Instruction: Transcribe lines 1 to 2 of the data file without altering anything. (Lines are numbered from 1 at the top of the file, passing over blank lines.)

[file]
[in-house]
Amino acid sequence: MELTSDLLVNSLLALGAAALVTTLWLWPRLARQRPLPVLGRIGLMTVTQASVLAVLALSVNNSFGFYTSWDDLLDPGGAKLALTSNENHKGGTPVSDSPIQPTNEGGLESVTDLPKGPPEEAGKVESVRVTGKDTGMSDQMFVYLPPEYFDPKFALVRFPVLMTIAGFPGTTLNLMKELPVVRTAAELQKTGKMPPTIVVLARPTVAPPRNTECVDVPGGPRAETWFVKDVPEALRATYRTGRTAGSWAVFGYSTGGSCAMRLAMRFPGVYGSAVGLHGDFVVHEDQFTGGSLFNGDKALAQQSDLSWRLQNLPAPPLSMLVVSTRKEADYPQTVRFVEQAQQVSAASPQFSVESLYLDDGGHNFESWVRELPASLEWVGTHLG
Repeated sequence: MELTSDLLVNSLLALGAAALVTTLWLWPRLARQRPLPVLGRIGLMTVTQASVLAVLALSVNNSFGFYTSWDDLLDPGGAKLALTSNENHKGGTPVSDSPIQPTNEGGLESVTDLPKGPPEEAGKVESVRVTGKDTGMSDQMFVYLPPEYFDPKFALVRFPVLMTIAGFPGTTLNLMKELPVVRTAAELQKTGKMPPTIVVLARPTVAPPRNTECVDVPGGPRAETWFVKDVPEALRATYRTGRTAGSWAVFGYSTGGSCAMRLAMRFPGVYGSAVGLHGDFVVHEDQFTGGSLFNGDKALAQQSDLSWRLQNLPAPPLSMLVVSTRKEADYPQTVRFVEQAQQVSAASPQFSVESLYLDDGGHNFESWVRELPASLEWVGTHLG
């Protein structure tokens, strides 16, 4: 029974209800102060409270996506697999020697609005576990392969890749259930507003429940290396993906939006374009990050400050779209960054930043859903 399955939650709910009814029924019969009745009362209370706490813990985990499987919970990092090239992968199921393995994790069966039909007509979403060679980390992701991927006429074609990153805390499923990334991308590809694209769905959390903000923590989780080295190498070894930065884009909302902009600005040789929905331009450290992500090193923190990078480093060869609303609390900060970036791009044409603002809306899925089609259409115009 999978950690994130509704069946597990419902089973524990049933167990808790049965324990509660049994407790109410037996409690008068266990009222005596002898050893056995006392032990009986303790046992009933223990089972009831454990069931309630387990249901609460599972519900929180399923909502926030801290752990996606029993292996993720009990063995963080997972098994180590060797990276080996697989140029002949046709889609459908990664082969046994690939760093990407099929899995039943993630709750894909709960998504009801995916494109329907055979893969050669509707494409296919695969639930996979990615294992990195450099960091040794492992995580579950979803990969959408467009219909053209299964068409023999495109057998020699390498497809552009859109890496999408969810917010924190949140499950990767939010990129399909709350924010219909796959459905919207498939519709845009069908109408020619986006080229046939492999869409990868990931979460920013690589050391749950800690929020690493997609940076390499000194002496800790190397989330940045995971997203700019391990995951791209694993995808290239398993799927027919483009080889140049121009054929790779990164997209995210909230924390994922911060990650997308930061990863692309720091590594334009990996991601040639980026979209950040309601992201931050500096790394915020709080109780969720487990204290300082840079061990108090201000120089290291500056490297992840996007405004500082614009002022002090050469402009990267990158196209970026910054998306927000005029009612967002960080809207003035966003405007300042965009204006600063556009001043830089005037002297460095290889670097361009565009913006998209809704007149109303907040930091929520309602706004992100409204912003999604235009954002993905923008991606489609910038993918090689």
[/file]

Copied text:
[in-house]
Amino acid sequence: MELTSDLLVNSLLALGAAALVTTLWLWPRLARQRPLPVLGRIGLMTVTQASVLAVLALSVNNSFGFYTSWDDLLDPGGAKLALTSNENHKGGTPVSDSPIQPTNEGGLESVTDLPKGPPEEAGKVESVRVTGKDTGMSDQMFVYLPPEYFDPKFALVRFPVLMTIAGFPGTTLNLMKELPVVRTAAELQKTGKMPPTIVVLARPTVAPPRNTECVDVPGGPRAETWFVKDVPEALRATYRTGRTAGSWAVFGYSTGGSCAMRLAMRFPGVYGSAVGLHGDFVVHEDQFTGGSLFNGDKALAQQSDLSWRLQNLPAPPLSMLVVSTRKEADYPQTVRFVEQAQQVSAASPQFSVESLYLDDGGHNFESWVRELPASLEWVGTHLG